photographed at Galleri Feldt at Nordre Toldbod in Copenhagen
Chair NV45 was shown at the Cabinetmakers' Exhibition in 1945 - with other furniture including a desk and sofa designed by Finn Juhl and made by Niels Vodder - in a room setting that was described as a "room for a managing director."
Obviously this was not cheap furniture … a review in Berlingske Tidende noted that the furniture was designed for a deluxe office and added that not only had it been awarded first prize but had been sold in advance to an American customer.
In a review of the exhibition in the magazine Arkitekten, Erik Herlow wrote: "As opposed to Ole Wanscher, he [Finn Juhl] does not base his work on the improvement of traditional models. Instead he analyses each problem in terms of its functional requirements which will, in turn, determine his choice of form."
Is that right? Surely that phrase 'functional requirements' implies furniture rather more utilitarian than this chair where the design seems to be more about testing boundaries or rather testing the limits and skills of the cabinetmaker.
There is a thin curved shell for the seat and back that rests on a cross bar underneath, between the side stretchers, so the design separates the supported and the supporting elements of the chair.
The shape of the shell may have been Influenced by a chair designed by Edvard and Tove Kindt-Larsen and made by Gustav Bertelsen that was shown at the Cabinetmakers' Exhibition in 1940. Set in a room with furniture centred around an open fire, the chair won first prize that year * but the frame appears to be heavy and clumsy when compared with the later chair by Juhl.
The frame designed by Finn Juhl demanded considerable skill from the cabinetmaker. The shaped arm rest forms a narrow L shape at the outer end where there is a join for the front leg and in other sections of the frame Juhl reduces and stretches parts that are under stress or carry weight. It would be interesting to have an assessment of the frame from an engineer because the join where the back leg meets the underside of the arm rest would appear to be under stress because the leg is set at an angle and the post of the back rest acts as a lever because, although the shell is supported on that cross bar under the seat, the back rest is fixed at the very top by a thin lug so someone leaning back would put pressure down through the post to the top of the back leg. It is also not clear how a pair of thin angled struts, that run out and down from the centre of the cross bar under the seat to the front legs, could stop the legs being forced apart at the bottom or the arm rests being forced apart if someone heavy stands up from the chair and supports their weight or pushes down on the arm rests … a fairly normal stance when standing up.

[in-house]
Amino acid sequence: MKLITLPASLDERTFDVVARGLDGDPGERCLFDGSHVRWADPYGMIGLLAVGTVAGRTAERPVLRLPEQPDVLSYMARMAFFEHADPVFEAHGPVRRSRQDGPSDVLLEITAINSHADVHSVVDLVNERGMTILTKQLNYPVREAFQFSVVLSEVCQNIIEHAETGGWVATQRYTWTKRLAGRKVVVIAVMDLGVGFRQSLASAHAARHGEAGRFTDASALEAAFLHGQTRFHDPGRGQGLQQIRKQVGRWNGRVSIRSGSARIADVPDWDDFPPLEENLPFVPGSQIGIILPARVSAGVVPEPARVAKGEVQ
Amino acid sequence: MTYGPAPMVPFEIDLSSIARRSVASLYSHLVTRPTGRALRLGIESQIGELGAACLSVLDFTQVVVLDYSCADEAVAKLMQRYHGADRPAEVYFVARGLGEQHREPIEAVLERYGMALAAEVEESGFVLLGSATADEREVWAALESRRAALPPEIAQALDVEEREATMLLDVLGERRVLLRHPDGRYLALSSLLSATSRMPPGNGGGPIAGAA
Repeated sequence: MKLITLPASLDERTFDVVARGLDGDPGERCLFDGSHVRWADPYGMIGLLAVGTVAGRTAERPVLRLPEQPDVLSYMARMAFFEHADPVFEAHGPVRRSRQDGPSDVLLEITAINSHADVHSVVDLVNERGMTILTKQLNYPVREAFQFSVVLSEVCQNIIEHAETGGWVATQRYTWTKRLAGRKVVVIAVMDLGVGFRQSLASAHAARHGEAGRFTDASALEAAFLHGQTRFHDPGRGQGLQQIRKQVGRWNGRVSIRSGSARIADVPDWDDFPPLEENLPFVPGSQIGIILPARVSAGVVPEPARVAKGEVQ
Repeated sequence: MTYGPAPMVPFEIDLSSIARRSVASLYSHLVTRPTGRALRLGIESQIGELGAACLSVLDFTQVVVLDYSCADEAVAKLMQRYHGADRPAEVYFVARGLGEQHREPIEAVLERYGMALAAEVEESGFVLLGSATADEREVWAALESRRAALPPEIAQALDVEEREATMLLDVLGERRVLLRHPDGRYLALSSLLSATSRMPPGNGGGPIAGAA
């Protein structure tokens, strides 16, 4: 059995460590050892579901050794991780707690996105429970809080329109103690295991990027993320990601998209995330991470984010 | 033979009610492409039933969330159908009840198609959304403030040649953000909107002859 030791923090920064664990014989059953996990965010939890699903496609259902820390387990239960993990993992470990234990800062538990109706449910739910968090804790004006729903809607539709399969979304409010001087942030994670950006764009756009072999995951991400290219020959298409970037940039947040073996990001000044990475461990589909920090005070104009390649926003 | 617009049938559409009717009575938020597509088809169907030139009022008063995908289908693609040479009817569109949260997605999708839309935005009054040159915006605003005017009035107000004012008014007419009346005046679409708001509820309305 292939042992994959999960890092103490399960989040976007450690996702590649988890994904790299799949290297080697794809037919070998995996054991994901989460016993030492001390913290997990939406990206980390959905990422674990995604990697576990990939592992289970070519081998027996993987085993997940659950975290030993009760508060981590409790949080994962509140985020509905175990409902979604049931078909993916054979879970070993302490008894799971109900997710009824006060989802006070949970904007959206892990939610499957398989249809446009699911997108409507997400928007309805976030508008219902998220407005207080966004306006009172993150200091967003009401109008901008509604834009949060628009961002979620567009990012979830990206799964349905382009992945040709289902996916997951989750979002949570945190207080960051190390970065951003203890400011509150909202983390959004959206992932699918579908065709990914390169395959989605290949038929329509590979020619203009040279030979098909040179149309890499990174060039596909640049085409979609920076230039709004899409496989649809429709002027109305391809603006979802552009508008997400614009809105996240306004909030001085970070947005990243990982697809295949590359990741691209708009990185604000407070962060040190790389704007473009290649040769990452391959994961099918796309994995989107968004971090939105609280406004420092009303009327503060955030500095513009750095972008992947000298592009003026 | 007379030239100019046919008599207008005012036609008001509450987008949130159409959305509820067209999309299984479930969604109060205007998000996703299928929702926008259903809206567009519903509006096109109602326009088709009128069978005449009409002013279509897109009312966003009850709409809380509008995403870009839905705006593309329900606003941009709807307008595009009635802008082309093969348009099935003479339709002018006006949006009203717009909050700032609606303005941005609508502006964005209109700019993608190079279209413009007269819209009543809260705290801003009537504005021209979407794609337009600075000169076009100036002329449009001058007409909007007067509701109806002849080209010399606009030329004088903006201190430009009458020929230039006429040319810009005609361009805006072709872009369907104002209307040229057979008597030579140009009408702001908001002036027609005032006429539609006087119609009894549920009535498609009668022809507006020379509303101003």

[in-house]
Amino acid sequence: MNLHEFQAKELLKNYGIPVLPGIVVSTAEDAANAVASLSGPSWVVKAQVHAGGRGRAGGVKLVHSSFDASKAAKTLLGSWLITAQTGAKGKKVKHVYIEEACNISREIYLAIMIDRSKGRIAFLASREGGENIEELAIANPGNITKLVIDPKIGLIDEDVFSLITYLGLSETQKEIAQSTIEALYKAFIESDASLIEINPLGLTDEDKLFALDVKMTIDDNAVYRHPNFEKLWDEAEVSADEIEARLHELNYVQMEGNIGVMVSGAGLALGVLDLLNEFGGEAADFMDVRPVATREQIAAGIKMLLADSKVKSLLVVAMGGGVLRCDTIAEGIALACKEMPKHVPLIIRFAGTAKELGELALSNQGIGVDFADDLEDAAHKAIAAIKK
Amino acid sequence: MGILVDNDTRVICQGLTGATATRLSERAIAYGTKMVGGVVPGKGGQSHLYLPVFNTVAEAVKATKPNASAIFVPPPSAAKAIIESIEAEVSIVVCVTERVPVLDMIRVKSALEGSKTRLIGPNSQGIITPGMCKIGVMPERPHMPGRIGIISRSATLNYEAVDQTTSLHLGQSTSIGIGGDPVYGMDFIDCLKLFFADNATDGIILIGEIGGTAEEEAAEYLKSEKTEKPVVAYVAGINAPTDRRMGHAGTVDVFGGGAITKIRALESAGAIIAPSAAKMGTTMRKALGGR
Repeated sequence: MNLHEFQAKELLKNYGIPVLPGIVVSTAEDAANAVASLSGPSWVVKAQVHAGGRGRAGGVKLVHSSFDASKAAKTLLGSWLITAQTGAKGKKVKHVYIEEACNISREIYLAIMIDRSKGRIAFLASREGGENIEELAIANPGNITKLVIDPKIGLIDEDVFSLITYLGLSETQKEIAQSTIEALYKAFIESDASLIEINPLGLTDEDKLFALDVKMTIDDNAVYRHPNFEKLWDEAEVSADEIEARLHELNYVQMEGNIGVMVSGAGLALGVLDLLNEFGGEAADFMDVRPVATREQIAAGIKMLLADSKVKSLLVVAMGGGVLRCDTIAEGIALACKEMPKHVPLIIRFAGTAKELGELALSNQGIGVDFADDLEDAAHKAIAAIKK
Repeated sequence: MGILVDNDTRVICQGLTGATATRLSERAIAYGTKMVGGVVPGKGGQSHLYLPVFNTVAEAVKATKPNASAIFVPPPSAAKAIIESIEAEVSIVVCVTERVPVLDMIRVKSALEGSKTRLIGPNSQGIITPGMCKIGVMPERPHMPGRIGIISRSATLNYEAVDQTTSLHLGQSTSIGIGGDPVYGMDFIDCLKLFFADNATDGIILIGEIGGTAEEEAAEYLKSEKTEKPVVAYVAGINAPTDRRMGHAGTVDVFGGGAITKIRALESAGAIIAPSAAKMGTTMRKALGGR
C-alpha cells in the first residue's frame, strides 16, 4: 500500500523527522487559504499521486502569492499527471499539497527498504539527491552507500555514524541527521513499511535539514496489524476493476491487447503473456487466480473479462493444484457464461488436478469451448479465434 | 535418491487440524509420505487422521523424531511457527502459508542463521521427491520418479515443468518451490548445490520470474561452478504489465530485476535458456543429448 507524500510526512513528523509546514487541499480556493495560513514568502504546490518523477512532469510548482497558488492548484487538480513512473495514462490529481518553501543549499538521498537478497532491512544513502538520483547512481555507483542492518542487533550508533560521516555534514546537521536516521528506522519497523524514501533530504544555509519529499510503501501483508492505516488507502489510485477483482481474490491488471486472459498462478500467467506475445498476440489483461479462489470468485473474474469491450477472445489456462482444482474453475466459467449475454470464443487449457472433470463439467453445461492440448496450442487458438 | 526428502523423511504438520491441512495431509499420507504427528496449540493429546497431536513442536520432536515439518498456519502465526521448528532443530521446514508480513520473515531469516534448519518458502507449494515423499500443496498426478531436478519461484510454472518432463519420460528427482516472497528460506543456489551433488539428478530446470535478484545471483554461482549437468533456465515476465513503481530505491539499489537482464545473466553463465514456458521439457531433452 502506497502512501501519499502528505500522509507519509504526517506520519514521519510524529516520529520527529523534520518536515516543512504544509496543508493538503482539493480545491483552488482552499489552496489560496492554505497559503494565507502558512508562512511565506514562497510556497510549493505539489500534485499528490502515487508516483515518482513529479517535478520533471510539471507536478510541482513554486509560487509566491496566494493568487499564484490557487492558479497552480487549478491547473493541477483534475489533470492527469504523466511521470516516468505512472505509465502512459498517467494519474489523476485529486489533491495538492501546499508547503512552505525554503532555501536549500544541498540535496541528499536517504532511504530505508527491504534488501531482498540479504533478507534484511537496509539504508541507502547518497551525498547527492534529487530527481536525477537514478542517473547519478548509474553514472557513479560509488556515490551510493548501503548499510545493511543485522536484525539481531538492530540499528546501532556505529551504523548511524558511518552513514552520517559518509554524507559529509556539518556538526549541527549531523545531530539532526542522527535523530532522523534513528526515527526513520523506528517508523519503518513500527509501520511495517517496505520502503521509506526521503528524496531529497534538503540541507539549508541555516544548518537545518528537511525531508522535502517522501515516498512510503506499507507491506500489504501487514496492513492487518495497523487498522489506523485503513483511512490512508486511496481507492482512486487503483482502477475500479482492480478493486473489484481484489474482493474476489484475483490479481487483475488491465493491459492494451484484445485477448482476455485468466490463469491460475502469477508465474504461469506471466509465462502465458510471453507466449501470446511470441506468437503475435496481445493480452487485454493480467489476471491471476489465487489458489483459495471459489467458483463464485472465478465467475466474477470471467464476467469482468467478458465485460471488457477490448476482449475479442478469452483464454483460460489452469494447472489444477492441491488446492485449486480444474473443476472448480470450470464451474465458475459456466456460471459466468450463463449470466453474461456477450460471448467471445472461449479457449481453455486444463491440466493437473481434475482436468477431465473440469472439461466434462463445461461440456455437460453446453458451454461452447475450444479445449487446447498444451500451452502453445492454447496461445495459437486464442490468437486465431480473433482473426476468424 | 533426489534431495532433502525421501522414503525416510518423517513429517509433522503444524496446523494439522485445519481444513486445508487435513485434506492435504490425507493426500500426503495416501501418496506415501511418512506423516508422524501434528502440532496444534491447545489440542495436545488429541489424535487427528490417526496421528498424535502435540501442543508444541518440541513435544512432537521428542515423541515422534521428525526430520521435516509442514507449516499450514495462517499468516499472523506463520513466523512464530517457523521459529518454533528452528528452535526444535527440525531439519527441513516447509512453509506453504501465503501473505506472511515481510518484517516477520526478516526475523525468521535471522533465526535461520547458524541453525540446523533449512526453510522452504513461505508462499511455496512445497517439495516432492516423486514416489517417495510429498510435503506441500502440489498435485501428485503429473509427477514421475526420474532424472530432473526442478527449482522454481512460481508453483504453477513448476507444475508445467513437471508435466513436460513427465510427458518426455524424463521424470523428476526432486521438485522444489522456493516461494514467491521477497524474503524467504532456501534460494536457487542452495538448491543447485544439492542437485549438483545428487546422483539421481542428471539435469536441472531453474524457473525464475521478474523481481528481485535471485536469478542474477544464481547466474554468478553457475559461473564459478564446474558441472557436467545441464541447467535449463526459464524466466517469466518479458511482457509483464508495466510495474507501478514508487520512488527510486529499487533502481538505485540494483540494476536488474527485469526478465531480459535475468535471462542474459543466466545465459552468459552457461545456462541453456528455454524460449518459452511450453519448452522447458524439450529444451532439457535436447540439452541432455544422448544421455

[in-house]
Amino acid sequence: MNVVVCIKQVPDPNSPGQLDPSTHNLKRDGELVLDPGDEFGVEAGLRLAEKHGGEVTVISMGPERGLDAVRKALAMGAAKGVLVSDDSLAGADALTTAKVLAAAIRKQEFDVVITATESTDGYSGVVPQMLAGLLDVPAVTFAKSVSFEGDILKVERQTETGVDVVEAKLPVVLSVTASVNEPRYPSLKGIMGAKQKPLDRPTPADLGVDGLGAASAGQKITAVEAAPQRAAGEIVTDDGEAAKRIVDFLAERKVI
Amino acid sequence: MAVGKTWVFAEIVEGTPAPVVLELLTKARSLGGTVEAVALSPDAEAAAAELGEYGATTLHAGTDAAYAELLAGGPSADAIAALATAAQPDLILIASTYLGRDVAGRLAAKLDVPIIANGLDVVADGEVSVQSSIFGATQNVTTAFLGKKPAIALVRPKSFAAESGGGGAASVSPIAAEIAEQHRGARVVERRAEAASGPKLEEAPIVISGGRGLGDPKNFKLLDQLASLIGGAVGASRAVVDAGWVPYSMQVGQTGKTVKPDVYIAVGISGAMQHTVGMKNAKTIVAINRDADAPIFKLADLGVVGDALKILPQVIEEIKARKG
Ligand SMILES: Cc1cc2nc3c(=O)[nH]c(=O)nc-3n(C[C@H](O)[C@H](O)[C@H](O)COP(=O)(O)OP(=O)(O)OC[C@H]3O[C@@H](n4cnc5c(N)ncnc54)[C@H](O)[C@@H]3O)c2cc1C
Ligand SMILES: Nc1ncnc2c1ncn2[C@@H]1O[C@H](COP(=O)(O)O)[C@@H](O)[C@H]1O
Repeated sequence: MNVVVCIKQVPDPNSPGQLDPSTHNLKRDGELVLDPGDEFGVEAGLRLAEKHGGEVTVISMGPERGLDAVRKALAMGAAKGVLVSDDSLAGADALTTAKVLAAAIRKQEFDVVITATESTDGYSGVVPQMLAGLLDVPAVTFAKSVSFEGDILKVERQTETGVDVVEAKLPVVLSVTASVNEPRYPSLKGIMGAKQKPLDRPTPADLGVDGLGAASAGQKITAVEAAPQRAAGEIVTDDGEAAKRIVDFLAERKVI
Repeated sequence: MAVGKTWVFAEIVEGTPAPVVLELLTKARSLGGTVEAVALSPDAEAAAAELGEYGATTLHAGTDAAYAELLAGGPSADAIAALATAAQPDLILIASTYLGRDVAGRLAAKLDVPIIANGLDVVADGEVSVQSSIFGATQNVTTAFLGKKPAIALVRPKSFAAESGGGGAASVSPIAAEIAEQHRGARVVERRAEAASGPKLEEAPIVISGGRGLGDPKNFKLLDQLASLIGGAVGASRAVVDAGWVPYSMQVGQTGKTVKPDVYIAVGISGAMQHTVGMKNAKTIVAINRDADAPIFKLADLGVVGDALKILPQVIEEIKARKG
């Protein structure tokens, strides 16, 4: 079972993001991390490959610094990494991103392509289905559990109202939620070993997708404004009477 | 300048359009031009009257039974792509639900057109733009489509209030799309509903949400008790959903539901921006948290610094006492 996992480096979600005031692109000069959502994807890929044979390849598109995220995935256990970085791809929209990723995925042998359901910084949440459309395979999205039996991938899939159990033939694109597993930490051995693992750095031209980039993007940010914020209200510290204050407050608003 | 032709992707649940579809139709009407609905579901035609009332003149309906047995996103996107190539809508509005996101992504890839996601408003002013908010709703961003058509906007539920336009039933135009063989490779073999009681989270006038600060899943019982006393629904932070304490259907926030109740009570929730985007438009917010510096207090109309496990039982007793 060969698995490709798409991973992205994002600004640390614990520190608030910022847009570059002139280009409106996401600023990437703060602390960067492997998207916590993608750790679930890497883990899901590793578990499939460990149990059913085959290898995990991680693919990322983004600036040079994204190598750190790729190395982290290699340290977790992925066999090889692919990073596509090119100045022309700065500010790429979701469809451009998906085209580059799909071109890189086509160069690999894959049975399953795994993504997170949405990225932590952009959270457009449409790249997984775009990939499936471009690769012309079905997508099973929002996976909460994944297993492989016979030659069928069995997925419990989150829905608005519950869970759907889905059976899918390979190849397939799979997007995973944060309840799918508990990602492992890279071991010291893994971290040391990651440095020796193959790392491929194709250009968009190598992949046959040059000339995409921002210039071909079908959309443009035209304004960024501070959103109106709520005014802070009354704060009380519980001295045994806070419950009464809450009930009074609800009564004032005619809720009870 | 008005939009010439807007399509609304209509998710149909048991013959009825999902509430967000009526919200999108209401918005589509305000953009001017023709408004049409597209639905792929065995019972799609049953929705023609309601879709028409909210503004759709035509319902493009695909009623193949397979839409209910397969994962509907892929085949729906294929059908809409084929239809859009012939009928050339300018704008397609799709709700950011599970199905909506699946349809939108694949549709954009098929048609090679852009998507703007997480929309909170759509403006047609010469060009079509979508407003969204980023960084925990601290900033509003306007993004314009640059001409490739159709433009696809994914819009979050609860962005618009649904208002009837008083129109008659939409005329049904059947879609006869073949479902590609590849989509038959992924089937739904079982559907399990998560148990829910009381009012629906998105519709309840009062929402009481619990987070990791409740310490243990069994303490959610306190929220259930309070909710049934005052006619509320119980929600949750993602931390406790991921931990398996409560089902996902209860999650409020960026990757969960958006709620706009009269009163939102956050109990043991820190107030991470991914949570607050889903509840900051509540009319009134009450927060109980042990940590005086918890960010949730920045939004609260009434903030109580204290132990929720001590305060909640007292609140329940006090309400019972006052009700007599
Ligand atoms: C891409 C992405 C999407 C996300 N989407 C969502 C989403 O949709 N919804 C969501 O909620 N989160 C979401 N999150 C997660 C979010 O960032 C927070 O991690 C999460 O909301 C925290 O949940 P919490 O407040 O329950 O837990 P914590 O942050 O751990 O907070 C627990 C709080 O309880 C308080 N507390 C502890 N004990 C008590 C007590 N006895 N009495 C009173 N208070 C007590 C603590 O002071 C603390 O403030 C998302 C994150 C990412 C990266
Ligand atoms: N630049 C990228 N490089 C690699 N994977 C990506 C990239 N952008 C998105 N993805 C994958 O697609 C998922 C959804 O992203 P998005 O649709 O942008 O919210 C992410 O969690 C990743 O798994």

The curve of the shell has a relatively thin layer of padding and required a textile with a more open weave to stop the cover bunching up around the inner angle.
Juhl returned to some of these ideas for the design of later chairs and, for the Chieftain Chair from 1949, he pushed the challenge for the cabinetmaker further. In the Cheftain the seat and back are upholstered over plywood but the shape of the arms was too complicated to form in wood so they are plates of metal that were hammered into shape, as in a car bodywork, and then upholstered.
In 1952, in the design of a chair for Bovirke, the BO98, Juhl returned to the shell shape of the NV45 but added a cross rail between the front legs that supported the front of the seat and moved the cross bar back under the angle of the shell to omit the struts and the upper part of the back post of the back rest and fixed the frame to the shell at the angle of the arm rest and the back leg.
* Dansk Møbelkunst Gennem 40 År 1937-1946, Grete Jalk, pages 108-11
This chair was included in the room setting that Juhl designed in 1951 for National Museum of Decorative Arts (Det Nordenfjeldske Kunstindustrimuseum) in Trondheim in Norway. The room had a fitted bookcase on one wall; full length windows along almost all of one long side and a wooden floor in Swedish Kalmar pine. It was furnished to represent the best of Scandinavian interior design - with a rug, a sofa and two chairs by Juhl with a light by Vilhelm Lauritzen and, rather interesting for the contrast, a Stool 60 by the Finnish designer Alvar Aalto. Juhl himself acknowledged the influence of contemporary American interiors. The full description of the room by Finn Juhl is reproduced in Danish Furniture Design in the 20th Century by Arne Karlsen and is an important lesson in the value of considering these major pieces of furniture in a context the designer envisaged.
Designed by Finn Juhl (1912-1989)
Shown by Niels Vodder at the Cabinetmakers' Exhibition in 1945
made by Niels Vodder, Søren Horn, Niels Roth Andersen, Hansen & Sørensen
walnut (and later versions in rosewood Mahogany teak and cherry)
width: 87cm ?
height of seat: 38cm
relaunched 2003 by OneCollection
walnut, teak, oak
height of seat: 42cm